That the United States has at its heart a religion that requires the regular sacrificial death of the adult children of its older citizens in its numerous and regular wars is obscured by the mythology of American individualism. As the overt ‘defining myth of America’ individualism disguises the reality of blood sacrifice that the collective requires by identifying the victims of this violent blood letting as ‘sacrificial heroes’ who freely choose to give their lives in a heroic and virtuous fashion for the noble cause of America. The taboo which the enduring myth of American individualism helps to maintain is the totemic need for violence which is at the heart of American nationalism.
Of course Americans do not consciously see themselves as inhabiting such a sacred and sacrificial victim system. Blood sacrifice is seen as a feature of primitive societies – for example of Native American communities – rather than of the modern enlightened and progressive society which is America. The anthropologist René Girard argues that violent sacrifice is at the core of all ritual systems such as those which surround the American flag as a magical object. According to Girard rituals with a sacrificial element – not all sacrificial rituals involve the death of a victim – are means that societies utilise to contain competition and rivalry, and to prohibit murder and violence outside of legally and ritually defined contexts. The individual who is chosen as the victim is in effect a scapegoat for the community. In order to deal with crises which seem to threaten the community’s identity – sickness, climatic events, sibling or group rivalry – the scapegoat is burdened with the threats or shortcomings which the group experiences and is persecuted or cast out, shamed or killed. Moderns imagine that they no longer inhabit such ritual systems of victimage and killing, and that they have cleansed their societies of the need to identify and persecute scapegoats. But on the contrary Girard finds that such systems exist in almost all societies including the modern, and the combination of ritual victimage with science and technology is moreover particularly dangerous, because the existence of modern weapons of mass destruction threatens humanity not just with the occasional ritual slaughter of individuals, or even large numbers of individuals, but with complete annihilation.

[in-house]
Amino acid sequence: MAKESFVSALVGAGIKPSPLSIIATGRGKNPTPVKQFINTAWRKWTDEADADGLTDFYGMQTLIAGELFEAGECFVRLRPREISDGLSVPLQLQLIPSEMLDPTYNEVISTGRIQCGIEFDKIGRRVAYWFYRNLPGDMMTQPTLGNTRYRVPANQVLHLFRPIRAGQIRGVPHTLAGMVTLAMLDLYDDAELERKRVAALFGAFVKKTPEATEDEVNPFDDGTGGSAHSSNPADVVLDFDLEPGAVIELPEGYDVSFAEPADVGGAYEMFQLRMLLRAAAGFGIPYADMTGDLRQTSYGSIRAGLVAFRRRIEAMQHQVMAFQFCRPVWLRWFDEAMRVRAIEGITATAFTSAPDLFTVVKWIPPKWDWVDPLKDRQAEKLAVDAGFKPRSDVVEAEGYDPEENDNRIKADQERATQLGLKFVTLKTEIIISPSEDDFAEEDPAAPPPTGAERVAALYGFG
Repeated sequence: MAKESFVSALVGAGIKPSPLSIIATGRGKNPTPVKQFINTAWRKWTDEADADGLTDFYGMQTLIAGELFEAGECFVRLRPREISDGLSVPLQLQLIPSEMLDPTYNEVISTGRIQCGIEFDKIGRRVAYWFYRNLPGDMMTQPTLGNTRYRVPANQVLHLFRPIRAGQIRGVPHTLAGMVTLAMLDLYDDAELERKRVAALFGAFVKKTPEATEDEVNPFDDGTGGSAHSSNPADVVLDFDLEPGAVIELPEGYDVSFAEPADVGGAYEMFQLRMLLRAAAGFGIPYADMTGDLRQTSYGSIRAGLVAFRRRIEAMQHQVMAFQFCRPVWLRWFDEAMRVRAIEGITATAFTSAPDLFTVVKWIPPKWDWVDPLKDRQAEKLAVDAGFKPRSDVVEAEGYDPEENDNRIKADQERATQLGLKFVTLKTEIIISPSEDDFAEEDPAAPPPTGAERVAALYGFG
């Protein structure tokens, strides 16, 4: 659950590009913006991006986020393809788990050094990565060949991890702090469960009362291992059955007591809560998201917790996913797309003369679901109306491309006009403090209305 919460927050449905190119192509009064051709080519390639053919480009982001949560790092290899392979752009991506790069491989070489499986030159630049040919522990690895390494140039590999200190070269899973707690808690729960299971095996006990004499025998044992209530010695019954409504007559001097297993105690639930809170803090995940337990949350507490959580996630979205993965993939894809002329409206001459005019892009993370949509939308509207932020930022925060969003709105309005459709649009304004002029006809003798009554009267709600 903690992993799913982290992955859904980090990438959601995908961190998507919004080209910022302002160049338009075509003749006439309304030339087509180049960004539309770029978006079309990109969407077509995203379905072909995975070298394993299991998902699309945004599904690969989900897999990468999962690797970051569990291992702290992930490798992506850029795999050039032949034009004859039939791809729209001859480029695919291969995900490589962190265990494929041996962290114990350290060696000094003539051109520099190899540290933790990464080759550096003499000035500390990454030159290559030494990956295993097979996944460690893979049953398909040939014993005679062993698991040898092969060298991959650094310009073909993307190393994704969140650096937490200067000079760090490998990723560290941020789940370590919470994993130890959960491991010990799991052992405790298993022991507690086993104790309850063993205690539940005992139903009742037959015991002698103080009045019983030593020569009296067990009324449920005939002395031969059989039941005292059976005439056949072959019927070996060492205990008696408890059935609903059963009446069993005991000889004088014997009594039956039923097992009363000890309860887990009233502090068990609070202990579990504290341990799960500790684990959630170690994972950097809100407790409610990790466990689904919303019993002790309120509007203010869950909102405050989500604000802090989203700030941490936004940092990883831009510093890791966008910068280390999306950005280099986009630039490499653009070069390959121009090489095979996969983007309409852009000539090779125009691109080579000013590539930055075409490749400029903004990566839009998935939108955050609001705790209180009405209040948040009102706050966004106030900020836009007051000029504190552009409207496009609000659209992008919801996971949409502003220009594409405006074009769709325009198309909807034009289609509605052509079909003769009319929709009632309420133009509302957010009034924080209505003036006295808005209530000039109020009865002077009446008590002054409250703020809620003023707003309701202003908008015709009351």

In their account of blood sacrifice in America, Marvin and Ingle acknowledge their debt to Girard when they suggest that the ‘collective victimage’ associated with the American flag ‘constructs American national identity’. And they identify an ambiguous relation between the denominational religions of America with this collective victimage system. Officially the United States gives freedom to all religious groups as denominations or sects but this freedom implies that there is no religious monopoly in America. But this is ironic because while denominationalism gives up the claim of religious monopoly to the State, it sustains the reality that the State in America is in effect the deity of American civil religion because only the State, and not the deity, is capable of demanding sacrifice. The State, and not the denomination, has the monopoly on violence and on killing: